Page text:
Legal English


The Habit of Doubling, Tripling & Quadrupling

The mingling of English with French has also produced some of the most characteristic collocations of the “breaking and entering” and “goods and chattels” type, in which an English word is complemented by its French equivalent. The habit of using such couplings arose at a time when there were in the language both native English and borrowed French terms for the same referent. In this situation there was often a certain amount of doubt as to whether such “synonyms” meant exactly the same thing, and there developed a tendency to write in each alternative and rely on inclusiveness as a compensation for lack of precision. 

Thus, for instance, in this era of movement of French words into English some English testators, when making a will, began certifying themselves mentally fit in two languages. They said they were “in god mynde and saf memorye” (1402), and “hole of mynde & in my gode memorie being” (1418). Repetition and rhythm welded the Old English and the Old French words into one standard phrase mind and memory, where the two words stand, as it were, for one. 

The bilingual habit grew into a legal tradition that makes it fashionable to use many phrases made up of synonyms. Thus, in the earlier quoted Statute of 1731 we come across the phrase tongue and language, where the doubled English and French words are used to reinforce each other’s meaning. The custom of doubling bilingual synonyms spread to produce other combinations of synonyms, which have long since been used as legal stock-phrases, for example, last will and testament (Old English and Latin); force and effect, null and void (all-French); to have and to hold, by and with (all-English). 

The table gives a small selection of mixed-language doublets which have entered English since the Middle Ages. And it was not long before the habit of doubling became extended to pairs of words regardless of their language of origin. In such pairings as null and void, cease and desist, heirs and assigns, and aid and abet we see French words together. In have and hold, let or hindrance, and each and every, English words are together.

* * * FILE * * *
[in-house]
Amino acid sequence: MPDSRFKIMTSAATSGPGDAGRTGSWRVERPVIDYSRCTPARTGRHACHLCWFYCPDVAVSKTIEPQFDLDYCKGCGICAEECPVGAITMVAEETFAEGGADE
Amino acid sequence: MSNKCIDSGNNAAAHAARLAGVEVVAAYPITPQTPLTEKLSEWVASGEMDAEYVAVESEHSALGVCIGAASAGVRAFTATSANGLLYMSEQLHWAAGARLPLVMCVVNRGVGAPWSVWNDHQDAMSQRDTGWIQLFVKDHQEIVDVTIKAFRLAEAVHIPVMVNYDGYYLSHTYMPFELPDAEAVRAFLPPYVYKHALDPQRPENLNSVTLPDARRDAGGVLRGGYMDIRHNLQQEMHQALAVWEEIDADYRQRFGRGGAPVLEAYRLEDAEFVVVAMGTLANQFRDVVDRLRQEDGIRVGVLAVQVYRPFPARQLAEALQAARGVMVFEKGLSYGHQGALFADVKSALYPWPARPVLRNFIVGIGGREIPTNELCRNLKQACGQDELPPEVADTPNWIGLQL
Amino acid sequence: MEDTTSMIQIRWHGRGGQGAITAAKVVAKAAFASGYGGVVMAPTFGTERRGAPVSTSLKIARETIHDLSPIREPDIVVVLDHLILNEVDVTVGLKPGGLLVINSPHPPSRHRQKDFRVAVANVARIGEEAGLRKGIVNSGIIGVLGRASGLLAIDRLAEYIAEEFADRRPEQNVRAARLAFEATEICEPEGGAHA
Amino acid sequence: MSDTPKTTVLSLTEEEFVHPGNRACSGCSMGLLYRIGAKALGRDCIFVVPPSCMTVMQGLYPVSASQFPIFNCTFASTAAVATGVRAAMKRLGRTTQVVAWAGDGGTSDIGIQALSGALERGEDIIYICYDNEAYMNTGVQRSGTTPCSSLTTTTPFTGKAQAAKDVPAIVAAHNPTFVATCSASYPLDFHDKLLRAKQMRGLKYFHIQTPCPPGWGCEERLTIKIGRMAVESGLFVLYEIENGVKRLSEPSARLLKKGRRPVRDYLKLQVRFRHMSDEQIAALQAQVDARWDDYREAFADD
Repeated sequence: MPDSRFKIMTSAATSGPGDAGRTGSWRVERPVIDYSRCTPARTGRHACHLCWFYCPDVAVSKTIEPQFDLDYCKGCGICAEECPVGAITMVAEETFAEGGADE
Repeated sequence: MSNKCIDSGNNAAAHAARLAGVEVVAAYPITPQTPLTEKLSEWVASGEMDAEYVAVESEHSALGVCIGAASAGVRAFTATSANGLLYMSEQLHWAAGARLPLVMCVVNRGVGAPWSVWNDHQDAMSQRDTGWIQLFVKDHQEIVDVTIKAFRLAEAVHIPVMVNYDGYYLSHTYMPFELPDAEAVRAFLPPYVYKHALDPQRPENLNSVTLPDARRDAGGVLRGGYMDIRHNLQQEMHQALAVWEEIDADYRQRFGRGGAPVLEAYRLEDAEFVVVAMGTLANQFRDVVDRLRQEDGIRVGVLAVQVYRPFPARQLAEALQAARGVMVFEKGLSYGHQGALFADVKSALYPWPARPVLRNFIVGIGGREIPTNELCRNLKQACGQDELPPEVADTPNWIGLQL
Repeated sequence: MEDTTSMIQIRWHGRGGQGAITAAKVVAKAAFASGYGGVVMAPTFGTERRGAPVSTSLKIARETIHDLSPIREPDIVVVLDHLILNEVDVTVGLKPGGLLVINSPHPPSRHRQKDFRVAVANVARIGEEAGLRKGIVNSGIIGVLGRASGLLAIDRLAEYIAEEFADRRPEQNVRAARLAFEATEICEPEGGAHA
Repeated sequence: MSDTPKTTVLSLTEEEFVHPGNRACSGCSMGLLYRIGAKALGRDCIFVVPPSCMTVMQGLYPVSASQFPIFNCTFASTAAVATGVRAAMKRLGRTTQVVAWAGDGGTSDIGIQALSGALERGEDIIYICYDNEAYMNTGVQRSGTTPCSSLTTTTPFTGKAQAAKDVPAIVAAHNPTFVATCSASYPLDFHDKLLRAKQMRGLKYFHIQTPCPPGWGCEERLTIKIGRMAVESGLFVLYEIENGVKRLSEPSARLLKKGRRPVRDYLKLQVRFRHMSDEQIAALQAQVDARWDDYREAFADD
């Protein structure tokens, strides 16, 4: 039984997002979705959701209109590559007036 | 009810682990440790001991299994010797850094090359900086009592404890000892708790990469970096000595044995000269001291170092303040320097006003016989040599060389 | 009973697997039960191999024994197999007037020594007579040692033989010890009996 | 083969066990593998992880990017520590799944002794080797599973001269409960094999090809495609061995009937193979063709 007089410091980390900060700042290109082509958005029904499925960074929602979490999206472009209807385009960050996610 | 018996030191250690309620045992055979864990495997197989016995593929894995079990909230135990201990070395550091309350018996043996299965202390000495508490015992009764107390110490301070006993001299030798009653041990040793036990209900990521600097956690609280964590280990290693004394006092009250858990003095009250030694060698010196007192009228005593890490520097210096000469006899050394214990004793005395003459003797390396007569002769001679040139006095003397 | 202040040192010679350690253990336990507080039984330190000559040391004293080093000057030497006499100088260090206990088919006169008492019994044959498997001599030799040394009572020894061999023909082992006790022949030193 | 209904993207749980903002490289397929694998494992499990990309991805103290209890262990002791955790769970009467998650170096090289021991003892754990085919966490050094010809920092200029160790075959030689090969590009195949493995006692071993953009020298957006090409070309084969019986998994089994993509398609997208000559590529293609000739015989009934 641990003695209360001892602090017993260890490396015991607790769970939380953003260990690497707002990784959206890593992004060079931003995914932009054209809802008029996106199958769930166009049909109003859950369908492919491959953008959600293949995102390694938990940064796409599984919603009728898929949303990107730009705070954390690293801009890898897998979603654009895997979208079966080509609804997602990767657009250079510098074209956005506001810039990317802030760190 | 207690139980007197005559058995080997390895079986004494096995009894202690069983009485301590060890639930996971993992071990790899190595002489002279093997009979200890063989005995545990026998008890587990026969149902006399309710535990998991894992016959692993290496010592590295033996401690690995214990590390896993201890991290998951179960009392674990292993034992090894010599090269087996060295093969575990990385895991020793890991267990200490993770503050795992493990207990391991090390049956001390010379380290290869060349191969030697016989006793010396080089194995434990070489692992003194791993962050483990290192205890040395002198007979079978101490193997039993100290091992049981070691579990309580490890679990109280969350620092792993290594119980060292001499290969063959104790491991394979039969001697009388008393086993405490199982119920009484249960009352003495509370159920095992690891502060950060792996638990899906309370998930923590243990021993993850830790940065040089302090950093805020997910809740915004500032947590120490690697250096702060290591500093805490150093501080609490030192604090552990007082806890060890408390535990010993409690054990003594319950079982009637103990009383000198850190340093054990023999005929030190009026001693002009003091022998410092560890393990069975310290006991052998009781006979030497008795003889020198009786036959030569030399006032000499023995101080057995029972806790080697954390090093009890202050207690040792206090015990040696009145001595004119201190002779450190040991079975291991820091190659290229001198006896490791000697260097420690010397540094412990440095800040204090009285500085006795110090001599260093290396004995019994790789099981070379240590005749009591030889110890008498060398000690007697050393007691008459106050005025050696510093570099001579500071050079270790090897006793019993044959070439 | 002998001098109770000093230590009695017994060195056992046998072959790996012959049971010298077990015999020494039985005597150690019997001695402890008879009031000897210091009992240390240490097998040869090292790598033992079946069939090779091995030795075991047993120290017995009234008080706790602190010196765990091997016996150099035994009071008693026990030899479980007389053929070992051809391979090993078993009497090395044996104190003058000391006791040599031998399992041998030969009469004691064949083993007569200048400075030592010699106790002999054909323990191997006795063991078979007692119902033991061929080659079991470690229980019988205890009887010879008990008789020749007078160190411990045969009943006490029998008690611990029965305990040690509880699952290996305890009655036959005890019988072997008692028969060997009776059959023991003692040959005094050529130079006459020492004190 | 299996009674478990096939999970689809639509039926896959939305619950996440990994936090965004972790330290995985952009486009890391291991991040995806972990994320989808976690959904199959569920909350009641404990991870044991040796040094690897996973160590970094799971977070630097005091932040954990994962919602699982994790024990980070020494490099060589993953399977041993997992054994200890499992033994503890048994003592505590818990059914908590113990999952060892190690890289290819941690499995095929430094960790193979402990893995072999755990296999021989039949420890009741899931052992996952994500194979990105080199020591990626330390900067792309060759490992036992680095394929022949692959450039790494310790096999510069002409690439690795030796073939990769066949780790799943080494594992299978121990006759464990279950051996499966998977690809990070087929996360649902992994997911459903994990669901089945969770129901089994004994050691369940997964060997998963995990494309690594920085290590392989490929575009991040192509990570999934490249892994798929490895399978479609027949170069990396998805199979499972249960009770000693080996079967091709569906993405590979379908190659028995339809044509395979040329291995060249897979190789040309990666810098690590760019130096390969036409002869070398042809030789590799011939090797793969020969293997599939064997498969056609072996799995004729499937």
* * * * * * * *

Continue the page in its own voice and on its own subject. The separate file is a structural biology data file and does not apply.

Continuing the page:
Doublet Sources

acknowledge and confess

breaking and entering        

final and conclusive         

fit and proper               

give and grant               

had and received       

keep and maintain      

lands and tenements          

made and provided      

new and novel                

pardon and forgive           

peace and quiet              

shun and avoid               

will and testament           

wrack and ruin           

English / French

English / French

French / Latin

English / French

English / French

English / French

English / French

English / French

English / Latin

English / French

French / English

French / Latin

English / French

English / Latin

English / French


Not only pairs, but also groups of near synonyms are similarly coordinated. Thus, in the language of wills, we “give, devise, and bequeath” the “rest, residue, and remainder” of our worldly possessions to our “heirs, successors, and assigns.” This “Rule of Threes” has a distinguished ancestry in the law. Some of these strings of synonyms contain words of subtly different meaning; others contain “pyramiding” words (one contained inside the second, and both contained inside the third); and some are piled on because of the form and procedural requirements of a legal document. The examples include:


covenants, conditions and agreements

executors, administrators and assigns

paid, observed and performed

for and during and unto

leave, surrender and yield up

retain, repossess and enjoy

observing, performing and keeping

have, hold, use, occupy, possess and enjoy

signed, sealed and delivered

right, title, and interest


There are even quadruplets, such as in lieu, in place, instead, and in substitution of (French / French / English / French or Latin).


Copyrighted material




  The Origins of Legal English

  Attempts to Restrict Law French

  "Turning Law into English"

  Tenacity of Law French

  Legal English Today

  Doubling, Tripling & Quadrupling

  The French Legacy

  An Example of Modern Legal English


  English Today

  English among Other Languages

  Plain English Home

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